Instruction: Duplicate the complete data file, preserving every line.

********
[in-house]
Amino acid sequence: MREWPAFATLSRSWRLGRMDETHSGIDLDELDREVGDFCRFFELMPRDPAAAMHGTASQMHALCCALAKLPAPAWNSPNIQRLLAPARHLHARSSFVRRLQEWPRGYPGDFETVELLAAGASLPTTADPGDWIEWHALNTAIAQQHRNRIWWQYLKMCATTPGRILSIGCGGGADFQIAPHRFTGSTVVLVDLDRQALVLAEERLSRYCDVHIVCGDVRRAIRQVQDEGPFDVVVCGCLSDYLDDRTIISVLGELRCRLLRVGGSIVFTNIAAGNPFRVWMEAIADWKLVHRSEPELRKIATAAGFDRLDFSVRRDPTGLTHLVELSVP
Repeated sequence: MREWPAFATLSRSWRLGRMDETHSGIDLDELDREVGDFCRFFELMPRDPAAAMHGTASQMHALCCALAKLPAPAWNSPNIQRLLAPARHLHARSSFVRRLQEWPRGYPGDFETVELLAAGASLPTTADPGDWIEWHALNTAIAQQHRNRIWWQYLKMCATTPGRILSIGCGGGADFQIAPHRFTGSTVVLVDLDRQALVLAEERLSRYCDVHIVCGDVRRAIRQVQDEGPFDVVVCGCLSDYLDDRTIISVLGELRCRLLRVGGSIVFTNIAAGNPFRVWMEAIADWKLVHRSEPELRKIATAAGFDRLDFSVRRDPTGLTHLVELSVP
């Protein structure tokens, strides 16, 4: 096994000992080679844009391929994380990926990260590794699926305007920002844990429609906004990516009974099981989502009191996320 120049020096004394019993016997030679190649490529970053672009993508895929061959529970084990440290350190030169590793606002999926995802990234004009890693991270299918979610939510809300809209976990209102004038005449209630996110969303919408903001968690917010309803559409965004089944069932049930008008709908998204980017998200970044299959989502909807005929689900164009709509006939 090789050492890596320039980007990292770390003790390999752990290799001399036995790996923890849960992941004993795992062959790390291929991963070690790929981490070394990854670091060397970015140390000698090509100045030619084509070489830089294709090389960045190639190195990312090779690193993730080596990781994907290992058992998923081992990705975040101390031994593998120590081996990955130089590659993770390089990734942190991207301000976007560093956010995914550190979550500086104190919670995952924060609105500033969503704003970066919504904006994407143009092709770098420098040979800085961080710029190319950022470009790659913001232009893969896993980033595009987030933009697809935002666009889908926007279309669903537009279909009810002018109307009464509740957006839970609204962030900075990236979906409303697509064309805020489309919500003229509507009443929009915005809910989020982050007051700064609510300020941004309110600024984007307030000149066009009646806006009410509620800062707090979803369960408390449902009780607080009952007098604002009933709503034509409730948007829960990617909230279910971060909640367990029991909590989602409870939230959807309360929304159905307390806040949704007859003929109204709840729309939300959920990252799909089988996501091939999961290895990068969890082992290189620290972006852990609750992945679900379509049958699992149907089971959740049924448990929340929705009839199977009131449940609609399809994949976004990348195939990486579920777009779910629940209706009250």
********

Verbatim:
[in-house]
Amino acid sequence: MREWPAFATLSRSWRLGRMDETHSGIDLDELDREVGDFCRFFELMPRDPAAAMHGTASQMHALCCALAKLPAPAWNSPNIQRLLAPARHLHARSSFVRRLQEWPRGYPGDFETVELLAAGASLPTTADPGDWIEWHALNTAIAQQHRNRIWWQYLKMCATTPGRILSIGCGGGADFQIAPHRFTGSTVVLVDLDRQALVLAEERLSRYCDVHIVCGDVRRAIRQVQDEGPFDVVVCGCLSDYLDDRTIISVLGELRCRLLRVGGSIVFTNIAAGNPFRVWMEAIADWKLVHRSEPELRKIATAAGFDRLDFSVRRDPTGLTHLVELSVP
Repeated sequence: MREWPAFATLSRSWRLGRMDETHSGIDLDELDREVGDFCRFFELMPRDPAAAMHGTASQMHALCCALAKLPAPAWNSPNIQRLLAPARHLHARSSFVRRLQEWPRGYPGDFETVELLAAGASLPTTADPGDWIEWHALNTAIAQQHRNRIWWQYLKMCATTPGRILSIGCGGGADFQIAPHRFTGSTVVLVDLDRQALVLAEERLSRYCDVHIVCGDVRRAIRQVQDEGPFDVVVCGCLSDYLDDRTIISVLGELRCRLLRVGGSIVFTNIAAGNPFRVWMEAIADWKLVHRSEPELRKIATAAGFDRLDFSVRRDPTGLTHLVELSVP
């Protein structure tokens, strides 16, 4: 096994000992080679844009391929994380990926990260590794699926305007920002844990429609906004990516009974099981989502009191996320 120049020096004394019993016997030679190649490529970053672009993508895929061959529970084990440290350190030169590793606002999926995802990234004009890693991270299918979610939510809300809209976990209102004038005449209630996110969303919408903001968690917010309803559409965004089944069932049930008008709908998204980017998200970044299959989502909807005929689900164009709509006939 090789050492890596320039980007990292770390003790390999752990290799001399036995790996923890849960992941004993795992062959790390291929991963070690790929981490070394990854670091060397970015140390000698090509100045030619084509070489830089294709090389960045190639190195990312090779690193993730080596990781994907290992058992998923081992990705975040101390031994593998120590081996990955130089590659993770390089990734942190991207301000976007560093956010995914550190979550500086104190919670995952924060609105500033969503704003970066919504904006994407143009092709770098420098040979800085961080710029190319950022470009790659913001232009893969896993980033595009987030933009697809935002666009889908926007279309669903537009279909009810002018109307009464509740957006839970609204962030900075990236979906409303697509064309805020489309919500003229509507009443929009915005809910989020982050007051700064609510300020941004309110600024984007307030000149066009009646806006009410509620800062707090979803369960408390449902009780607080009952007098604002009933709503034509409730948007829960990617909230279910971060909640367990029991909590989602409870939230959807309360929304159905307390806040949704007859003929109204709840729309939300959920990252799909089988996501091939999961290895990068969890082992290189620290972006852990609750992945679900379509049958699992149907089971959740049924448990929340929705009839199977009131449940609609399809994949976004990348195939990486579920777009779910629940209706009250």